Women in Trucking seeks input from pregnant truckers
January 15, 2021
Pregnant truckers face a lot of challenges on the road, but not enough data is available to get a clear picture. Women in Trucking is conducting a survey that aims to collect that info.
Currently, Women in Trucking is seeking input from all female truckers who are, have been or may plan to be pregnant while on the road. Completely anonymous, the survey consists of 33 questions, all of which are voluntary. It takes about 10 minutes to complete. Participants also can add their own comments and feedback at the end of the questionnaire.
To take the survey, click here.
More data about pregnant truckers needed
Courtney Pierce, a graduate student at the University of Colorado Denver, is the principal investigator of what she describes as the maternal and child health survey. Pierce is studying biological anthropology and specializing in maternal and child health. The university is not affiliated with the pregnant trucker study, which is being conducted through Women in Trucking.
Pierce is no stranger to the trucking industry. Her father is vice president of safety at Wilson Logistics in Pacific, Wash. She fused her scholarly interests with her exposure to the trucking industry when deciding to study pregnant truckers.
“So using my background in maternal and child health, coupled with the appreciation for the industry, I actually started asking questions regarding rules and regulations for pregnant long-haul drivers that are set in place to ensure their safety and their well-being,” Pierce told Land Line Now.
It turns out, there is not a lot of information about pregnant truckers available.
Pierce contacted Women in Trucking to create the survey for pregnant truckers. Preliminary research began last summer, with the survey launching last fall.
“Pregnant women are considered vulnerable in the maternal and child health industry,” Pierce said. “And so even though pregnant long-haul drivers are small, I feel that they really deserve to be represented.”
In fact, one goal of the survey is to determine about how many pregnant drivers are out there. Based on social media posts, blogs and video diaries, there are several pregnant truckers out there documenting their experiences.
Through those posts, Pierce knows that there are women driving while in the third trimester, but there is no data to indicate how many pregnant drivers are staying on the job during the third trimester or when pregnant drivers do decide to put trucking on pause. When it comes to driving while pregnant, there are no set guidelines.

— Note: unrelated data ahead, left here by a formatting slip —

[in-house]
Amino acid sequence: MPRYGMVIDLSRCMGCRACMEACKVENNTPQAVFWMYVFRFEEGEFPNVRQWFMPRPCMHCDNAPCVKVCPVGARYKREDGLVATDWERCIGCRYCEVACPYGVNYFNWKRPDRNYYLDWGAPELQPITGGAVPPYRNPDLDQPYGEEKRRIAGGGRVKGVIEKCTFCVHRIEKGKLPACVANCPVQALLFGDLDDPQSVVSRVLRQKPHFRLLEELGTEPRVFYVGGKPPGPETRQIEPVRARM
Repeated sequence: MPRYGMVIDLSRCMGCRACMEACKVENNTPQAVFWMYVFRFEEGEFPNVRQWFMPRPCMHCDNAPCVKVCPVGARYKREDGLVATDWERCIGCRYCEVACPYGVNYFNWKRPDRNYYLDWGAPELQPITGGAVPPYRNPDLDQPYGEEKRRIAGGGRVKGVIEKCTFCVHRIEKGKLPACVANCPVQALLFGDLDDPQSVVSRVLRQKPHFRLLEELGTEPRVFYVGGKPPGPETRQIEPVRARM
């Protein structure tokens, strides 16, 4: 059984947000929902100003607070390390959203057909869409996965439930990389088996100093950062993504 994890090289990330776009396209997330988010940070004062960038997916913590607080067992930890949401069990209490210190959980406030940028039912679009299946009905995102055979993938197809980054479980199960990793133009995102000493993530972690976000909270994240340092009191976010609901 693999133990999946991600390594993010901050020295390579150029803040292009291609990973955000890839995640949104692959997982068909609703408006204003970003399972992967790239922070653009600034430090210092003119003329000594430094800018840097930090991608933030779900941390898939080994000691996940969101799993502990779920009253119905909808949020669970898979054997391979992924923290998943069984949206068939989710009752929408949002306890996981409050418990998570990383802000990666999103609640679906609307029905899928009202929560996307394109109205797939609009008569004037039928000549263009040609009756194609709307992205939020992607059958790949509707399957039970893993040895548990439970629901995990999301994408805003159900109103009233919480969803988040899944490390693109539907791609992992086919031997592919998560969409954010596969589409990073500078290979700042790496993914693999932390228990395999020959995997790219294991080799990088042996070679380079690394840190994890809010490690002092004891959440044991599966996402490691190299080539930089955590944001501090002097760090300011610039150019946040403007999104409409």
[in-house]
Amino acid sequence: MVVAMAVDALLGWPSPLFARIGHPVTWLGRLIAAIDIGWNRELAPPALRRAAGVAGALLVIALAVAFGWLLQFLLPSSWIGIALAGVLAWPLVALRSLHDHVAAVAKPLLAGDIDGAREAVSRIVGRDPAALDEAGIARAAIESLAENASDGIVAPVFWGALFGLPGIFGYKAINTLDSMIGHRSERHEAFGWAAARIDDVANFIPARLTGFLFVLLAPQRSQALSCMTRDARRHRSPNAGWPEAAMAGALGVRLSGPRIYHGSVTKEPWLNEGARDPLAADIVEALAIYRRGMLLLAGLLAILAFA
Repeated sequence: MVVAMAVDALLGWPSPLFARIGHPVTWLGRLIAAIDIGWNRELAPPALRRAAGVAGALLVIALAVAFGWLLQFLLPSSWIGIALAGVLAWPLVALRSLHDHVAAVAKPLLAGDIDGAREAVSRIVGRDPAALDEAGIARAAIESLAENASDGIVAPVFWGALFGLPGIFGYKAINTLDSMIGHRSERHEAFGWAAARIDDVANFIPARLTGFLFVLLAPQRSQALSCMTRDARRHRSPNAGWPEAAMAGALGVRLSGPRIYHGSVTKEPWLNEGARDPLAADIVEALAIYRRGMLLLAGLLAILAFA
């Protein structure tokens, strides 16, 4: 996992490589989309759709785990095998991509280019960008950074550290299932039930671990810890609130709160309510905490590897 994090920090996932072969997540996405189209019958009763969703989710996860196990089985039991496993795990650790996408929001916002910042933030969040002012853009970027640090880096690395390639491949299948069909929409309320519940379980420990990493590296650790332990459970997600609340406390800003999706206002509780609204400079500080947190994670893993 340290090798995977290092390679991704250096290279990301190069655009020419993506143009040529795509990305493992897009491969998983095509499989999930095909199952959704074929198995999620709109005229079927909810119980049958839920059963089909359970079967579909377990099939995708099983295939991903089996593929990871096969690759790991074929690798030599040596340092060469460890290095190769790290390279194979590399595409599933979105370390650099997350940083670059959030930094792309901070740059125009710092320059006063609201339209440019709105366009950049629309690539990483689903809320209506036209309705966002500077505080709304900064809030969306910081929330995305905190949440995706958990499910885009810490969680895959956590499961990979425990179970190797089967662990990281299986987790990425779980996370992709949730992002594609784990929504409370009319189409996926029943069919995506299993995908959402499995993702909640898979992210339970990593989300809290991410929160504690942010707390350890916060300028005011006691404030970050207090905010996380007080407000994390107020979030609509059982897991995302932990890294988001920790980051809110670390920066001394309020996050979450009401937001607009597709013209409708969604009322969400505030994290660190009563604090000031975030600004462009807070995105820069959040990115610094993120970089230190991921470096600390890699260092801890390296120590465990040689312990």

Pierce and Women in Trucking’s study is exploring the safety aspect of pregnant truckers. It is worth noting that how long a driver should stay on the road is a question between the driver and her physician.
One thing pregnant drivers need is plenty of rest, as Pierce points out.
Many female truckers have a lot questions regarding what they should ask their doctor and whether maternity leave is an option.
“There’s just a lot that really needs to be discussed. That’s why with the survey we’re hoping to at least start a conversation,” Pierce said. “It’s a tough conversation that many people don’t want to have. Many carriers do not want to change their policies. They don’t want to deal with it. But now we’re living in a society where we need to talk about these people who haven’t been represented. We need to make a change and offer them the protection of policies, even guidelines of resources that they deserve.”
That is what Pierce hopes to achieve with the study: conversation that may lead to meaningful policy changes at carriers that address the issues that pregnant truckers face. However, for that to work, Pierce and Women in Trucking need as many respondents as possible in order to get complete and accurate data.
Pierce will compile the results and release them as a study, which she will submit as scholarly literature. That way, future researchers can easily find it and expand on the data. Pierce also will provide information to carriers. Resources will be available at Women in Trucking’s website, including information about rest, eating well on the road, and questions to ask physicians.
“We want to be the advocate,” Pierce said. “We want to go to careers and to say we did the survey and the drivers have spoken. This is what they want.” LL
Land Line Now Senior Correspondent Scott Thompson contributed to this report.